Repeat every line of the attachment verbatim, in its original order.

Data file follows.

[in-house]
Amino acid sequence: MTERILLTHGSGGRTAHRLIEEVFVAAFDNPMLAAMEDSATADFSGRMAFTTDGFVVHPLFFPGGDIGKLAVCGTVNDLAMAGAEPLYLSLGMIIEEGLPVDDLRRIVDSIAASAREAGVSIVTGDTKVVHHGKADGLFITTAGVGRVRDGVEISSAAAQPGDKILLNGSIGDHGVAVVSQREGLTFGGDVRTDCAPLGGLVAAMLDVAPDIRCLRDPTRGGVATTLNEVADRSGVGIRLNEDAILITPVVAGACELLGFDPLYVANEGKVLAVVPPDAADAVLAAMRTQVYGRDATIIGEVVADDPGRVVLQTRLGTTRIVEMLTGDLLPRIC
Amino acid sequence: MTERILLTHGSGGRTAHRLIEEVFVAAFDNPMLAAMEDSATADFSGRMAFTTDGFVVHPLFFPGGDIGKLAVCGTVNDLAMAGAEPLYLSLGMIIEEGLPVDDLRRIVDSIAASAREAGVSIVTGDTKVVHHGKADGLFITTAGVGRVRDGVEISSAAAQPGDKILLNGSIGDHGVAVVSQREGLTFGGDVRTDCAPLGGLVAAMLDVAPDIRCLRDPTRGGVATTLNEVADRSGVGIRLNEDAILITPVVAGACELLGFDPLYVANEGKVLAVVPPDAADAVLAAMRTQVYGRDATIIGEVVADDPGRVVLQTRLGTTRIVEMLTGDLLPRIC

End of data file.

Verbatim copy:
[in-house]
Amino acid sequence: MTERILLTHGSGGRTAHRLIEEVFVAAFDNPMLAAMEDSATADFSGRMAFTTDGFVVHPLFFPGGDIGKLAVCGTVNDLAMAGAEPLYLSLGMIIEEGLPVDDLRRIVDSIAASAREAGVSIVTGDTKVVHHGKADGLFITTAGVGRVRDGVEISSAAAQPGDKILLNGSIGDHGVAVVSQREGLTFGGDVRTDCAPLGGLVAAMLDVAPDIRCLRDPTRGGVATTLNEVADRSGVGIRLNEDAILITPVVAGACELLGFDPLYVANEGKVLAVVPPDAADAVLAAMRTQVYGRDATIIGEVVADDPGRVVLQTRLGTTRIVEMLTGDLLPRIC
Amino acid sequence: MTERILLTHGSGGRTAHRLIEEVFVAAFDNPMLAAMEDSATADFSGRMAFTTDGFVVHPLFFPGGDIGKLAVCGTVNDLAMAGAEPLYLSLGMIIEEGLPVDDLRRIVDSIAASAREAGVSIVTGDTKVVHHGKADGLFITTAGVGRVRDGVEISSAAAQPGDKILLNGSIGDHGVAVVSQREGLTFGGDVRTDCAPLGGLVAAMLDVAPDIRCLRDPTRGGVATTLNEVADRSGVGIRLNEDAILITPVVAGACELLGFDPLYVANEGKVLAVVPPDAADAVLAAMRTQVYGRDATIIGEVVADDPGRVVLQTRLGTTRIVEMLTGDLLPRIC